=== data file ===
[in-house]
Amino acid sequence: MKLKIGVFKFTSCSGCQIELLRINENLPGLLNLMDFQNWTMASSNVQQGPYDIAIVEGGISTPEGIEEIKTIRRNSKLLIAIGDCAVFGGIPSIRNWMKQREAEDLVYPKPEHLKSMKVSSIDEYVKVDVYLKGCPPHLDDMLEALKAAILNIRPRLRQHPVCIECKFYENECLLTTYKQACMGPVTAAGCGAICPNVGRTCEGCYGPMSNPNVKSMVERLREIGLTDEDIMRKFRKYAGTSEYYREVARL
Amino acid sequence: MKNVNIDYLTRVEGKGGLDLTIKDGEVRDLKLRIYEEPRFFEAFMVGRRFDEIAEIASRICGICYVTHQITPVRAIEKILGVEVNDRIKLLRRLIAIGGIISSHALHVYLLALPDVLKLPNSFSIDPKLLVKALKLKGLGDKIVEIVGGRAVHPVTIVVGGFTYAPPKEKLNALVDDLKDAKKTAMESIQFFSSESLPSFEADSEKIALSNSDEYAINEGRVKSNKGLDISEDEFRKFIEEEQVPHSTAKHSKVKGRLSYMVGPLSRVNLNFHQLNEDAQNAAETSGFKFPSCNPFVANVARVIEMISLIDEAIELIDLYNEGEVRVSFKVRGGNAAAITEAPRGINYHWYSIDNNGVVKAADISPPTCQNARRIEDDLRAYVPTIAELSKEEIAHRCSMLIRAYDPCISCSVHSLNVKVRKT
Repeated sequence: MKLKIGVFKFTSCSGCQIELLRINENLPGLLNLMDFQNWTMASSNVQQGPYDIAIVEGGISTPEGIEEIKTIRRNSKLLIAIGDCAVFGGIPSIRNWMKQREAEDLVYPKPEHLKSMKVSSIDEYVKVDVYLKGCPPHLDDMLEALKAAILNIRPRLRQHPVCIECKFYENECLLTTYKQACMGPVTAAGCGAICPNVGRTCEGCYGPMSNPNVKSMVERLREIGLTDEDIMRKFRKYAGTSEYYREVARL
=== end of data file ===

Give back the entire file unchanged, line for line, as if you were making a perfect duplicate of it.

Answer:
[in-house]
Amino acid sequence: MKLKIGVFKFTSCSGCQIELLRINENLPGLLNLMDFQNWTMASSNVQQGPYDIAIVEGGISTPEGIEEIKTIRRNSKLLIAIGDCAVFGGIPSIRNWMKQREAEDLVYPKPEHLKSMKVSSIDEYVKVDVYLKGCPPHLDDMLEALKAAILNIRPRLRQHPVCIECKFYENECLLTTYKQACMGPVTAAGCGAICPNVGRTCEGCYGPMSNPNVKSMVERLREIGLTDEDIMRKFRKYAGTSEYYREVARL
Amino acid sequence: MKNVNIDYLTRVEGKGGLDLTIKDGEVRDLKLRIYEEPRFFEAFMVGRRFDEIAEIASRICGICYVTHQITPVRAIEKILGVEVNDRIKLLRRLIAIGGIISSHALHVYLLALPDVLKLPNSFSIDPKLLVKALKLKGLGDKIVEIVGGRAVHPVTIVVGGFTYAPPKEKLNALVDDLKDAKKTAMESIQFFSSESLPSFEADSEKIALSNSDEYAINEGRVKSNKGLDISEDEFRKFIEEEQVPHSTAKHSKVKGRLSYMVGPLSRVNLNFHQLNEDAQNAAETSGFKFPSCNPFVANVARVIEMISLIDEAIELIDLYNEGEVRVSFKVRGGNAAAITEAPRGINYHWYSIDNNGVVKAADISPPTCQNARRIEDDLRAYVPTIAELSKEEIAHRCSMLIRAYDPCISCSVHSLNVKVRKT
Repeated sequence: MKLKIGVFKFTSCSGCQIELLRINENLPGLLNLMDFQNWTMASSNVQQGPYDIAIVEGGISTPEGIEEIKTIRRNSKLLIAIGDCAVFGGIPSIRNWMKQREAEDLVYPKPEHLKSMKVSSIDEYVKVDVYLKGCPPHLDDMLEALKAAILNIRPRLRQHPVCIECKFYENECLLTTYKQACMGPVTAAGCGAICPNVGRTCEGCYGPMSNPNVKSMVERLREIGLTDEDIMRKFRKYAGTSEYYREVARL